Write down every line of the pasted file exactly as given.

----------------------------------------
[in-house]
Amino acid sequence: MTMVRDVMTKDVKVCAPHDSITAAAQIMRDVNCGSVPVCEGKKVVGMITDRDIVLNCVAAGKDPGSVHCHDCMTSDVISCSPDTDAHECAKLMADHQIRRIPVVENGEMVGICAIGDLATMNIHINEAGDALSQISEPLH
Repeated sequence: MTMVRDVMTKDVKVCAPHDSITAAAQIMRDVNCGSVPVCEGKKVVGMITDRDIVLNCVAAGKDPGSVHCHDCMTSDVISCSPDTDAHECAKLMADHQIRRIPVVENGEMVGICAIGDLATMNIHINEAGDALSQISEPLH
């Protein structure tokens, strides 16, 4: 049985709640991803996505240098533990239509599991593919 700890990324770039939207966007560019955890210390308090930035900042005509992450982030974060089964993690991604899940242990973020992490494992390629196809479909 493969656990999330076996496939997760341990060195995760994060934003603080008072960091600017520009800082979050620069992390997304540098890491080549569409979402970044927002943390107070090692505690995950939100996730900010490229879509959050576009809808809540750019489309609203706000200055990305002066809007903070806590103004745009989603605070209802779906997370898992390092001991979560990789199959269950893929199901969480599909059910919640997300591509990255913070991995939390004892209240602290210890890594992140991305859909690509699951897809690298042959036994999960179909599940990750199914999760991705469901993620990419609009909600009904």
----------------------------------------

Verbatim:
[in-house]
Amino acid sequence: MTMVRDVMTKDVKVCAPHDSITAAAQIMRDVNCGSVPVCEGKKVVGMITDRDIVLNCVAAGKDPGSVHCHDCMTSDVISCSPDTDAHECAKLMADHQIRRIPVVENGEMVGICAIGDLATMNIHINEAGDALSQISEPLH
Repeated sequence: MTMVRDVMTKDVKVCAPHDSITAAAQIMRDVNCGSVPVCEGKKVVGMITDRDIVLNCVAAGKDPGSVHCHDCMTSDVISCSPDTDAHECAKLMADHQIRRIPVVENGEMVGICAIGDLATMNIHINEAGDALSQISEPLH
């Protein structure tokens, strides 16, 4: 049985709640991803996505240098533990239509599991593919 700890990324770039939207966007560019955890210390308090930035900042005509992450982030974060089964993690991604899940242990973020992490494992390629196809479909 493969656990999330076996496939997760341990060195995760994060934003603080008072960091600017520009800082979050620069992390997304540098890491080549569409979402970044927002943390107070090692505690995950939100996730900010490229879509959050576009809808809540750019489309609203706000200055990305002066809007903070806590103004745009989603605070209802779906997370898992390092001991979560990789199959269950893929199901969480599909059910919640997300591509990255913070991995939390004892209240602290210890890594992140991305859909690509699951897809690298042959036994999960179909599940990750199914999760991705469901993620990419609009909600009904």